Glitz, The Blitz, big hits and Hollywood casting...

Life really is a bitch. The other night a small group of Formula 1 journalists found ourselves swanning about a chateau near Spa, sipping chilled champagne and nibbling caviar. And then Bernie Ecclestone turned up to pay for dinner, which was just as well because none of us could afford to even open a menu, let alone order the food. Even the World Bank would have struggled.

Mr. E does not seem to care much about food and was heard to mutter that the artistic mouthfuls of creative cuisine which turned up every half an hour reminded him of his childhood.

"We used to have fish with strawberry jam every Friday night," he muttered as we devoured the curious mixture set before us. "I think I'd settle for some chicken nuggets..."

It was a very amusing and enjoyable evening, interrupted every now and again by a horde of waiters, who descended on the tables like extras in the movie Zulu ensuring that the only crumbs visible were those which came on the plates as the next course.

Bernie was very relaxed, despite the three or four rather silly bomb threats which had been made in the Belgian newspapers by assorted blackmailers, Islamic crazies, European Commissioners and members of the Labour Party. One of these bizarre letters demanded that 165,000 to be sent to the Sudan to help a French organization called Medecins Sans Frontieres, which if we did not know better we might confuse for a strange kind of game show involving syringes and girls dressed up in nurses' uniforms.

"A hundred and fifty grand," said Bernie, sounding like Britain's top taxpayer, "It's not expensive enough to be serious. I would have paid it, but they didn't tell me where to send the money."

The Belgian police were, however, taking everything seriously and there seemed to be hundreds of Inspector Clouseaus wandering around the paddock looking for ticking bags...

Over dinner we wondered if some of the less successful teams would actually notice if a small bomb went off in the back of their cars, as their engines blow up so often that the mechanics would simply throw away the bits and pieces and stick in a new engine.

Mind you, engine blow-ups are not what they used to be in the old days when the F1 teams were using really silly fuel. We got to talking about these and, inevitably, the conversation turned to the most remarkable of all F1 engines: the BMW turbos of the mid-1980s which were capable of producing the most amazing horsepower statistics. The conversation turned to the story of an old oil chemist at Wintershall - the company which supplied BMW fuel at the time - who remembered a remarkable fuel which he and his colleagues had created many years earlier when he had worked at the German research and testing facility for rockets and missiles at Peenemunde. The fuel had been used for the V1 and V2 flying bombs which rained down over London. He knew that somewhere in a safe was the old formula and it was eventually found and at the end of 1983 the Brabham-BMWs of Nelson Piquet and Riccardo Patrese literally did run on "rocket fuel".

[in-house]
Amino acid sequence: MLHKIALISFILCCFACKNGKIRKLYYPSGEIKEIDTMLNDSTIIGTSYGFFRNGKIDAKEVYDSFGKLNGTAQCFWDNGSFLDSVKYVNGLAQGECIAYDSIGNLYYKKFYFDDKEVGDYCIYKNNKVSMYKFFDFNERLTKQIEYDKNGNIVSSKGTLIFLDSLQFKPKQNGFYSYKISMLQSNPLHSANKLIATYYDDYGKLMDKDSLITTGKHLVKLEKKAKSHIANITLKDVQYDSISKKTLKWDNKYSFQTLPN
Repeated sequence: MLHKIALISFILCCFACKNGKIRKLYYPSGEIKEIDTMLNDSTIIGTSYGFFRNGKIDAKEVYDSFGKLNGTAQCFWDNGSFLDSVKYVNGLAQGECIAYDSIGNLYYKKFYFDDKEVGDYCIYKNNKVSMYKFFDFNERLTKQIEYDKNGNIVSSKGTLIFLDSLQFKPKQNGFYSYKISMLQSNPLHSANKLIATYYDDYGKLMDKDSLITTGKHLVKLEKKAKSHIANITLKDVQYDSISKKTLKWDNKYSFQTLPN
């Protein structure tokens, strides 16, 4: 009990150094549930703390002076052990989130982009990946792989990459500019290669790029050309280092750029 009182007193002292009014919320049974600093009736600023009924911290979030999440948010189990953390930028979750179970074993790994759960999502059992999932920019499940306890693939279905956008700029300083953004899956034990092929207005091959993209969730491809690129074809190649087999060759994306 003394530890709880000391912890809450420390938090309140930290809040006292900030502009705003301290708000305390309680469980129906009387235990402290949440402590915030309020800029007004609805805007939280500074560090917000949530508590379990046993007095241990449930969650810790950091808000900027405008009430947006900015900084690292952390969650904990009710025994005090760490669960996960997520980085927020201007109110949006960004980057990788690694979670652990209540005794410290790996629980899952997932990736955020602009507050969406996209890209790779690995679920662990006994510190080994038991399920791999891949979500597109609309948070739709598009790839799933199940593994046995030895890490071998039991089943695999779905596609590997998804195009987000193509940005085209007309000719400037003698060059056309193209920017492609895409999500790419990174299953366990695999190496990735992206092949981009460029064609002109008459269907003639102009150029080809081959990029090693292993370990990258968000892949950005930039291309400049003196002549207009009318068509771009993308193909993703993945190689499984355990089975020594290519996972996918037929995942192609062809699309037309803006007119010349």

By 1985 and 1986 the 1.5-liter BMW engines were capable of producing around 1500 horsepower and the stresses and strains on the engine were such that the blocks would sometimes be blown into two or more pieces when something went wrong.

Even after the FIA demanded a change to the 3.5-liter normally-aspirated engines there still were blow-ups of majestic proportions, which reduced lovely engine blocks to metallic muesli scattered along the road.

We have not seen such things since the FIA changed the fuel regulations and the nearest thing we get to explosions these days are when the cars hit solid objects at high speed. After the early season narrow twiddly tracks we have now reached the time of year when the F1 cars are allowed to perform as they are supposed to do on the famous swoops of Spa. This is a place where driver skill and bravery are at a premium. On such a track every so often a driver makes a mistake or a car fails and the result is a monstrous crash. We saw two huge ones during the practice days for the Belgian GP, both at that most fearsome corner Eau Rouge. And yet in both cases the drivers hoped from the steaming piles of metal which had once been racing cars. Mika Salo and Jacques Villeneuve walked away with bruised knees and headaches from shunts of monstrous proportions.

During dinner with Bernie the subject of the need for better race tracks came up and Mr. E mentioned that he had seen the most recent CART race from Road America, which we argue was reputed to be one of America's great road courses. As usual Bernie mumbled that there was no F1 standard race track in the United States.